Multigenerational work and collaboration
Do you look up in a meeting and see a roomful of people representing a very narrow age range? Make an explicit assessment of the composition of teams, committees, and leadership in terms of diverse age representation and other qualities. Foster a multigenerational culture that recognizes ability regardless of age and rejects age stereotypes, just as it would reject stereotypes involving race, disability, national origin, religion, or gender. Stop policing and reinforcing generational definitions and boundaries.
Age 50 is an early “expiration” date to pin on people, but sadly, it is an age by which many begin to experience structural obstacles in the workplace that become increasingly difficult to surmount. Assess aspects of your organization’s culture, the association of specific organizational roles with certain age brackets, and anti-age practices or policies.
Tay K. McNamara, Marcie Pitt-Catsouphes, Natasha Sarkisian, Elyssa Besen, and Miwako Kidahashi, “Age Bias in the Workplace: Cultural Stereotypes and In-Group Favoritism,” The International Journal of Aging and Human Development, 2016.
My We Are All Aging talk explains the roots of ageism – in society and in our own age denial – how it divides and diminishes us, and ends with a rousing call to mobilize against it. This Chair Rocks: How Ageism Warps Our View of Long Life charts my journey from apprehensive boomer to pro-aging radical and proposes an alternative to all the hand-wringing: wake up, cheer up, and push back. Aging While Female, Reimagined describes how the double whammy of ageism and sexism makes aging different for women, and what we can do about it. I also speak about the medicalization of old age, ageism and elder abuse, and how to reframe the new longevity in order to make the most of longer lives. To book me for your event, please contact the Lavin Agency.
What People Are Saying:
I was encouraged by the statistics you quoted, forced to acknowledge my own ageist thoughts, and ultimately fired up to fight them in myself and others. You are on to something big!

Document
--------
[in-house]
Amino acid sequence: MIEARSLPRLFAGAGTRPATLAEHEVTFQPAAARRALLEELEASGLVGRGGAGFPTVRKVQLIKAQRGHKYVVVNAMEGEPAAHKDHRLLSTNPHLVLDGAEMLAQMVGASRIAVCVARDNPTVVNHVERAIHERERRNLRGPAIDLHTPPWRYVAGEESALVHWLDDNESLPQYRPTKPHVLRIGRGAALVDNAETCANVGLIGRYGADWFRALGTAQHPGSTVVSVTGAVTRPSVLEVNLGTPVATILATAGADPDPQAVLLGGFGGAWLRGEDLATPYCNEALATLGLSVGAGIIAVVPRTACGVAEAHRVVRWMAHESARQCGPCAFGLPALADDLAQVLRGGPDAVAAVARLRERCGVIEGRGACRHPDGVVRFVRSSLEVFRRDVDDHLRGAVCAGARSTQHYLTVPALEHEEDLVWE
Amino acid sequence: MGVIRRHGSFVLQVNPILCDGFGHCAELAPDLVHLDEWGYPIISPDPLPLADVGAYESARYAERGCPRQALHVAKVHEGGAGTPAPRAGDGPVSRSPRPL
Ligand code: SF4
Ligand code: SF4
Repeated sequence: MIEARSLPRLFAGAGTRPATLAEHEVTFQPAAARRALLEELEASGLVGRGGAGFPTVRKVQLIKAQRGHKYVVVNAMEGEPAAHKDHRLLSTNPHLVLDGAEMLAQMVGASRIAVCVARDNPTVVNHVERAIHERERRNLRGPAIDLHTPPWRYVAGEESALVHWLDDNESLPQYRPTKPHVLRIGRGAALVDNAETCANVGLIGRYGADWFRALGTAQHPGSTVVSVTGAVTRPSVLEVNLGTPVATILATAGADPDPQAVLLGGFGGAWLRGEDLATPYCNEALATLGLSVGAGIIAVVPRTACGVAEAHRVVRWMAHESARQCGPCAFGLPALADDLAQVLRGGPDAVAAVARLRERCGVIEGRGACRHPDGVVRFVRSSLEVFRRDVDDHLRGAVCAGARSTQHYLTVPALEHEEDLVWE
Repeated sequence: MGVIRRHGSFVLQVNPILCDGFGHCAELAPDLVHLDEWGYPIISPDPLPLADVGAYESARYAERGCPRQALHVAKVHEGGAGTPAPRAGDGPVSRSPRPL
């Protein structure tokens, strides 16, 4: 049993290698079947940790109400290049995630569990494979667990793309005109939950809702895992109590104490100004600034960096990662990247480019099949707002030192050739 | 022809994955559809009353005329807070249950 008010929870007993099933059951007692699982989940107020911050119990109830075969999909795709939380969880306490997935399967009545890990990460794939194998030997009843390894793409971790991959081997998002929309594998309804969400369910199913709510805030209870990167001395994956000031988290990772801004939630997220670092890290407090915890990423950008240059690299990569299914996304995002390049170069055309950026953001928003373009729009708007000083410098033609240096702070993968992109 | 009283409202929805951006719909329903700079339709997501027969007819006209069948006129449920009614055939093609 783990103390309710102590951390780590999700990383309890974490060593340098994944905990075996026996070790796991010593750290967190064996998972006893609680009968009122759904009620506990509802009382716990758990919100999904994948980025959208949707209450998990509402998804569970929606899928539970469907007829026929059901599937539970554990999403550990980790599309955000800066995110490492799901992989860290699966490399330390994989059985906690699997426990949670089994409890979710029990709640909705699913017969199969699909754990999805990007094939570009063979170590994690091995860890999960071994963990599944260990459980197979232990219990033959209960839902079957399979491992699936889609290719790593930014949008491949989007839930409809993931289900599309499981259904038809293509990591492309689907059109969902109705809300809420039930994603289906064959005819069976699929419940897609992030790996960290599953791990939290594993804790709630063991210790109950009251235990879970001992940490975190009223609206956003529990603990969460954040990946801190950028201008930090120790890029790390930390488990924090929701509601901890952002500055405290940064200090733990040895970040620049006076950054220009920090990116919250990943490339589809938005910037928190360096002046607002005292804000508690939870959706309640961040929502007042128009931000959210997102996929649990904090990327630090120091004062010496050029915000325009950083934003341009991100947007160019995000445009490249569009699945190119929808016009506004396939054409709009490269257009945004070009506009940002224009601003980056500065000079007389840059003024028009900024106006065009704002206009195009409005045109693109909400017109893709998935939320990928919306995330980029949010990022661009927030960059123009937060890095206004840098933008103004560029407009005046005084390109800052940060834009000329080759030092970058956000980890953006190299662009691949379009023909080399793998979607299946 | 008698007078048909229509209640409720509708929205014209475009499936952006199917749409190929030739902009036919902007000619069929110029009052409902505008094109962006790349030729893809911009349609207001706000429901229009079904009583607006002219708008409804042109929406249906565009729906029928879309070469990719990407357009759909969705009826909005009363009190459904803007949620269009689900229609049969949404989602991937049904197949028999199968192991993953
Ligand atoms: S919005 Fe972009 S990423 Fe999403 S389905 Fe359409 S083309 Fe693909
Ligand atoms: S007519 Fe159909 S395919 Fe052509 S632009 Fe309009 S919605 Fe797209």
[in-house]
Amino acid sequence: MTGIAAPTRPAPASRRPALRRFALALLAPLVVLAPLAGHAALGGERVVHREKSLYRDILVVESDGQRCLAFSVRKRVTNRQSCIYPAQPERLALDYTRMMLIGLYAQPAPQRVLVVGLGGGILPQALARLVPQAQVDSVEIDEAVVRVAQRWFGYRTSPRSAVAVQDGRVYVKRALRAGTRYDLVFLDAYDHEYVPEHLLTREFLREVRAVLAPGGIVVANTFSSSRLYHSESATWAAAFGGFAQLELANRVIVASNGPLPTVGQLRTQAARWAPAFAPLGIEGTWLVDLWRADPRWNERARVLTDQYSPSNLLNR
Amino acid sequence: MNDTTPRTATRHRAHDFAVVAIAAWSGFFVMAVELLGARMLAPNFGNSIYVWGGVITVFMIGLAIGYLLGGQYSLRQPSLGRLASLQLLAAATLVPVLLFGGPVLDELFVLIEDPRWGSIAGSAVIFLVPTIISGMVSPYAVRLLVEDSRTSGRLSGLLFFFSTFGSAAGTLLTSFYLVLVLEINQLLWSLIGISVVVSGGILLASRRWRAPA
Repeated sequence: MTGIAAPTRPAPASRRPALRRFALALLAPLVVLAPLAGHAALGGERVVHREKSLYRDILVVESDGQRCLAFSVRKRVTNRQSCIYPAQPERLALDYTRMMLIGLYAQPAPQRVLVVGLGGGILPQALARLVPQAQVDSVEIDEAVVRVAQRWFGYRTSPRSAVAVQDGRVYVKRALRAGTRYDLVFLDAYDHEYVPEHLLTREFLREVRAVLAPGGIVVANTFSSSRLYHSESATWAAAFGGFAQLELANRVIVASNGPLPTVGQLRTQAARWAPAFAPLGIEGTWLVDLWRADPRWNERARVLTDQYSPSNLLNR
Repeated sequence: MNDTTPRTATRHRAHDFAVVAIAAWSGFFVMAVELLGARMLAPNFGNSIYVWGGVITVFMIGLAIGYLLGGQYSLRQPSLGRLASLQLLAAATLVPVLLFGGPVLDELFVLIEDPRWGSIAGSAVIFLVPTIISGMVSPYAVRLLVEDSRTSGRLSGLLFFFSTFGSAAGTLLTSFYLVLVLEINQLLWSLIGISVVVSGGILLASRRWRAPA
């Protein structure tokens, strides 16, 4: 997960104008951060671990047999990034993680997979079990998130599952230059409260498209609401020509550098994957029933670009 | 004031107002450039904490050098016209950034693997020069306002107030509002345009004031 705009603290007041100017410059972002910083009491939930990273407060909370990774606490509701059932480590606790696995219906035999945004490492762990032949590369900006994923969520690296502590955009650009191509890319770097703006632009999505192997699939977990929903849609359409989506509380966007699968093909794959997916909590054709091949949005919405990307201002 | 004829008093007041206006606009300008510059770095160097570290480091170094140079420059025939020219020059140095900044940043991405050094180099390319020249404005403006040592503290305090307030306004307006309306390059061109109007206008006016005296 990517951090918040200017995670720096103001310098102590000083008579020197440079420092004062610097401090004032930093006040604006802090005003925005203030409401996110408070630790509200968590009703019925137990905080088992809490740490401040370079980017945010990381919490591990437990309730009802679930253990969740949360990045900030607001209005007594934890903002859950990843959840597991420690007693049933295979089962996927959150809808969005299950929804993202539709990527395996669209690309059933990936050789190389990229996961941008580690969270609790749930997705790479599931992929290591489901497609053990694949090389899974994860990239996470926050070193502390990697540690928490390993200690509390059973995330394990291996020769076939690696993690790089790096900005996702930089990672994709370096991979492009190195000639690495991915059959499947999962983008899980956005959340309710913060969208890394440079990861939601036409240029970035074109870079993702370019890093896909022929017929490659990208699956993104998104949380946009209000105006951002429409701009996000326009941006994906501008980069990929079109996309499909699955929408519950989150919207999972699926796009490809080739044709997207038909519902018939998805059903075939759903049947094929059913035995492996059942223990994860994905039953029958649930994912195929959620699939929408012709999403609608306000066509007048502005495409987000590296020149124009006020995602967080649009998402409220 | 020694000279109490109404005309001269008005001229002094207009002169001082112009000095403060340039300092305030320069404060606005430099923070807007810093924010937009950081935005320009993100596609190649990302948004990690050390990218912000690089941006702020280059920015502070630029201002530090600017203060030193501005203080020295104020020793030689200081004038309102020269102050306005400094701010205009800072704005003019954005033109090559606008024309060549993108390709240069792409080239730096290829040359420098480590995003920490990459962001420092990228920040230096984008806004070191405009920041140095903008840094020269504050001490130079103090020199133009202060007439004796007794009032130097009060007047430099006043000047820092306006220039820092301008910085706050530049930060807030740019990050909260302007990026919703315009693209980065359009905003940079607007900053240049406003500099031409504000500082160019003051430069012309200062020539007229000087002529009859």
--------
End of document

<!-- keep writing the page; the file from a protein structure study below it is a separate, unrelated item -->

Sarah Meredith, painter
Why can’t we stop ageism? Good question. For some answers, start looking in the mirror and look around you. For a good dialogue on the subject, visit Ashton Applewhite’s website, This Chair Rocks.
Harry R. Moody, Director of Academic Affairs, AARP
Consciousness-raising at its sharpest and most useful.
David Watts Barton, journalist and playwright
This Chair Rocks confirms our knowledge that emotional well being is abundant in later life, challenges us to face our own internalized ageism, and inspires us to envision a future in which our society is released from age-related prejudice and discrimination. And it’s fun, too!
Geriatric Mental Health Alliance of New York
Holistic, deep, urgent, and also fun.
Lenelle Moise, playwright and performer
All practitioners working with older adults need to be informed about the pernicious influences of ageism. Nobody does this better than Ashton Applewhite. Her thinking is deep, her passion infectious, and her cogent message is spot on: we urgently need to have a national conversation about ageism to raise awareness about it and to stop it.
Risa Breckman, LCSW, Executive Director, NYC Elder Abuse Center
You have found a fantastic mission: raising consciousness that older is far better than the stereotype that enslaves us all.
Jennifer Siebens, producer, CBS News
Ashton Applewhite’s plenary address at the 2013 New York State Adult Abuse Training Institute was compelling and original, and really resonated with our 400 participants. She is an articulate and committed voice for an important cause: challenging the demoralizing shadow that ageism casts across society.
Jean Callahan, Director, Brookdale Center for Healthy Aging
Octogenarians are the fastest-growing segment of our population, yet most Americans are scared stiff at the prospect of growing old. [Applewhite’s work] is a welcome and important tonic.
Dr. Robert Butler, founding director of the National Institute on Aging, coiner of the term “ageism”
We need an anti-ageist movement, for sure. Ashton is already in it.
Margaret Morganroth Gullette, author of Agewise and Aged by Culture
A beautifully delivered, provocative description of how ageism clouds our vision of what life holds in store.
Sabrina Hamilton, director, Ko Festival for the Arts
Ashton Applewhite is on a crusade. A journalist and author, her mission is to raise awareness of ageism in America and get people young and old to join her in speaking out against it.
Thank you again for your terrific keynote yesterday. I heard from so many attendees that it affected them deeply. You are wise, funny, and provocative – a great combination!
Teresa Bonner, Program Director, Aroha Philanthropies
keynote, Elder Justice Summit
When: June 30, 2021 12:00 pm
More info: Sponsored by the Monterey County, California Area Agency on Aging. Registration pending.
keynote, Creative Aging Institute
When: July 20, 2021 03:20 pm
More info: Sponsored by the National Assembly of State Arts Agencies.
keynote, National Service Coordinator Conference
When: August 25, 2021 01:00 pm
More info: Registration and further information here.
“Let’s Talk” for Yale New Haven Health
When: September 8, 2021 12:00 pm
The host brings in a different DEI speaker each month, and September is Intergenerational Awareness month.
Ageism from the Inside Out and the Outside In
When: September 21, 2021 12:00 pm